A PLAN submitted by a subsidiary of a foreign-owned technology firm to develop a 400,000-panel solar farm just outside of Bathurst has been met by determined protest by locals living around it.
They say not only will it devalue expensive lifestyle properties nearby, it will also eliminate more than 200 hectares of prime agricultural land on the edge of a rapidly growing regional city.
Brewongle is a microcosm of the issues facing farming and regional communities today.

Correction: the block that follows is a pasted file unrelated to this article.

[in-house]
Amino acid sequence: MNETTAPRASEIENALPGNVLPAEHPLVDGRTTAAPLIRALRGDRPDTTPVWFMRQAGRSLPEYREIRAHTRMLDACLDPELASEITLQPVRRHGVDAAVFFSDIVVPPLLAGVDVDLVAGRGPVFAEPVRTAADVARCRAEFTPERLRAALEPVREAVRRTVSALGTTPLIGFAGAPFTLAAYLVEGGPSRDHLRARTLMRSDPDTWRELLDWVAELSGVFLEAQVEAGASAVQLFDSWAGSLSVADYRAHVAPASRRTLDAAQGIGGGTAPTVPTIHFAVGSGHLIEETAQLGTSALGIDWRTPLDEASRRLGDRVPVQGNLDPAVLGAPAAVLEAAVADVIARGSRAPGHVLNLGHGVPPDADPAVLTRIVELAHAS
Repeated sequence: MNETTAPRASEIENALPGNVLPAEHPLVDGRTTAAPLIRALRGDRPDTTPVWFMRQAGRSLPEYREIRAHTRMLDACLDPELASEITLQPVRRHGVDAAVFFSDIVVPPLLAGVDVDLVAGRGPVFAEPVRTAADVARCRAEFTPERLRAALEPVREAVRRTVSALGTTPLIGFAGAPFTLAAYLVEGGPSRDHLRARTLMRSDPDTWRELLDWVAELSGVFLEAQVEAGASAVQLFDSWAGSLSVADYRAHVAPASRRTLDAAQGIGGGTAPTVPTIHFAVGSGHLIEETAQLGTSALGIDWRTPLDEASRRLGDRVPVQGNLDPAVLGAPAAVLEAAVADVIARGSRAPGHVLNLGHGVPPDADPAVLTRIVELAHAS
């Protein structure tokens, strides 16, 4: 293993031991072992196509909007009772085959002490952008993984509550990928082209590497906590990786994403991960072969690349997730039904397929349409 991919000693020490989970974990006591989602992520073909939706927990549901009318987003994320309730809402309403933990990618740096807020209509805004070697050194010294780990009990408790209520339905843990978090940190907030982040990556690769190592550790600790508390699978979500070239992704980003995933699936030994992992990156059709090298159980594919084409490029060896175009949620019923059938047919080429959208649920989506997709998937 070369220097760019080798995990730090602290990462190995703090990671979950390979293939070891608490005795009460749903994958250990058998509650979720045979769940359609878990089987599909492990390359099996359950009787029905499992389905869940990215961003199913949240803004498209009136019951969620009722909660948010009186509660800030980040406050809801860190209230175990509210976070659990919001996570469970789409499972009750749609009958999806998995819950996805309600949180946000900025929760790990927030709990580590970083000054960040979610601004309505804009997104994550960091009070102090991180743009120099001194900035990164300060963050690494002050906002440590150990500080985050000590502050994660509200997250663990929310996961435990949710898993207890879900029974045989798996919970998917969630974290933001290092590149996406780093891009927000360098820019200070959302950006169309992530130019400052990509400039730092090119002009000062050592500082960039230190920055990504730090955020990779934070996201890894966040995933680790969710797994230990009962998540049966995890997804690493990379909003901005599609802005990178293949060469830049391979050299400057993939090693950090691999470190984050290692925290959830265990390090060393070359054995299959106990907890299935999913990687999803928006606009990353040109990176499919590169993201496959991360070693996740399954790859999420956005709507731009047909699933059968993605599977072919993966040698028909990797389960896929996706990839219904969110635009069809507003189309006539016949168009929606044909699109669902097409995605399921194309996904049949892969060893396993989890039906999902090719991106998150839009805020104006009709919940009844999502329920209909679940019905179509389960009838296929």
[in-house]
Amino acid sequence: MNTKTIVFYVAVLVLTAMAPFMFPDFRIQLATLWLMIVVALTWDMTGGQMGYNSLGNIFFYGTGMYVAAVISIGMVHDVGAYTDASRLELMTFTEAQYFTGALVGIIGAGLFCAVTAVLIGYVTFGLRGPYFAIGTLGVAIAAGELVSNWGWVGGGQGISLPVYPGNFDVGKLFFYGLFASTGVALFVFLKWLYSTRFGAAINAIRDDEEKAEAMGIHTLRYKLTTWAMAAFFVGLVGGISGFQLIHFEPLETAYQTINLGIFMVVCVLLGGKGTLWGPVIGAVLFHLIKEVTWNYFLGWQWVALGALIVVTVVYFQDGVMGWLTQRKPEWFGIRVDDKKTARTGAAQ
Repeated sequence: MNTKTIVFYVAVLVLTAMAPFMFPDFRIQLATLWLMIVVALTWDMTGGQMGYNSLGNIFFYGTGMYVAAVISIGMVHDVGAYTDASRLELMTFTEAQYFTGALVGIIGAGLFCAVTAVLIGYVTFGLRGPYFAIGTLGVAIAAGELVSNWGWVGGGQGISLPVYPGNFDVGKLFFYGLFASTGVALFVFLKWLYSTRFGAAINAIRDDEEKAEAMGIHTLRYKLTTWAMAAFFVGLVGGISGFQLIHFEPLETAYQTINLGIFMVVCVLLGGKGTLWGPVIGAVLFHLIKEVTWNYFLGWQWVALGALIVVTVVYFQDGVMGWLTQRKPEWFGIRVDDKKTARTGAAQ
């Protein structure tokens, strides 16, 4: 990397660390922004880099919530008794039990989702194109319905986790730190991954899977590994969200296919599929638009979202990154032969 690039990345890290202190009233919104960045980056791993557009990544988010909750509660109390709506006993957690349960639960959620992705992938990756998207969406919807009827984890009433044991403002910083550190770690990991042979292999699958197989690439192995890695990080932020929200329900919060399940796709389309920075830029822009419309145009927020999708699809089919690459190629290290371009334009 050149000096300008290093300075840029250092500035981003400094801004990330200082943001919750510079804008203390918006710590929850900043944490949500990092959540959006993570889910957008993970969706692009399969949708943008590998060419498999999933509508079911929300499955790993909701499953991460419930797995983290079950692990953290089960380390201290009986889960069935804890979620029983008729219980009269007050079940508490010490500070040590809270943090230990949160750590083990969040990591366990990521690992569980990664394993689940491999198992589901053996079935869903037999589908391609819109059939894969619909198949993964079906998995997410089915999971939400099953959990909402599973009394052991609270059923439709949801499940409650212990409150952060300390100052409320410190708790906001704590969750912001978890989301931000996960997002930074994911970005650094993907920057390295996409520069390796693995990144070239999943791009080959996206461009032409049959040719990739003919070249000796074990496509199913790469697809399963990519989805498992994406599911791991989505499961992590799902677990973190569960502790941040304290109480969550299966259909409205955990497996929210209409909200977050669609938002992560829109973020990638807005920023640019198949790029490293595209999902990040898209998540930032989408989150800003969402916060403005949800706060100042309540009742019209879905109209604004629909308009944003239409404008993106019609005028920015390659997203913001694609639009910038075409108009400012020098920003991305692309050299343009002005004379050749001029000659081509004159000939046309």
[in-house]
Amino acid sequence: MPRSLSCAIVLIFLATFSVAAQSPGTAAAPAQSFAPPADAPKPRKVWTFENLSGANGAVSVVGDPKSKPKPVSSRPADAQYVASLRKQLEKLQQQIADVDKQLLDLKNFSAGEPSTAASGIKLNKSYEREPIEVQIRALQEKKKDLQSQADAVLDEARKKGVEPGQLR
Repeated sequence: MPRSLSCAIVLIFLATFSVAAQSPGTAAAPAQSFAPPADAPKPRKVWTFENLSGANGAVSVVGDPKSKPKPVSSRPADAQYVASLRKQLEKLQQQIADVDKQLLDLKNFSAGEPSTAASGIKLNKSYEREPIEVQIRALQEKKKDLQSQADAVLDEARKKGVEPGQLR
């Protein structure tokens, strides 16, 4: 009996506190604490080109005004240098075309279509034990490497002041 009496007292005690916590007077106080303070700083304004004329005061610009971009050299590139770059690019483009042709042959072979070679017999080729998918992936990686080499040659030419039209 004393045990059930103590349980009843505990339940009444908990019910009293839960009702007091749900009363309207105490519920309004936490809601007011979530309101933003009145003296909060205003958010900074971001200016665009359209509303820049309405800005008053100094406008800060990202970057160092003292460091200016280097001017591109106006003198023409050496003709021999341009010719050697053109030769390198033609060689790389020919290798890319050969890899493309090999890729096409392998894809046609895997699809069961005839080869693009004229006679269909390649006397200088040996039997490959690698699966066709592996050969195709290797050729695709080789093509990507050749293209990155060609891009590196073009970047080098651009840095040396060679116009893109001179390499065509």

It has large, purely agricultural holdings producing wool, sheepmeat and beef and alongside them, lifestyle properties no-one considers farms.
It has high-income earners looking to escape city living and suburbia and it has fifth-generation farmers with the youngest representatives barely into their fourth decade of life.
And it has a major, potentially visually invasive, infrastructure project looming large.
The proponents of the solar “farm” tout it as part of the renewable energy solution to an ever-warming planet.
Those against it are fully aware of the potential to be tut-tutted as “not in my backyard” naysayers.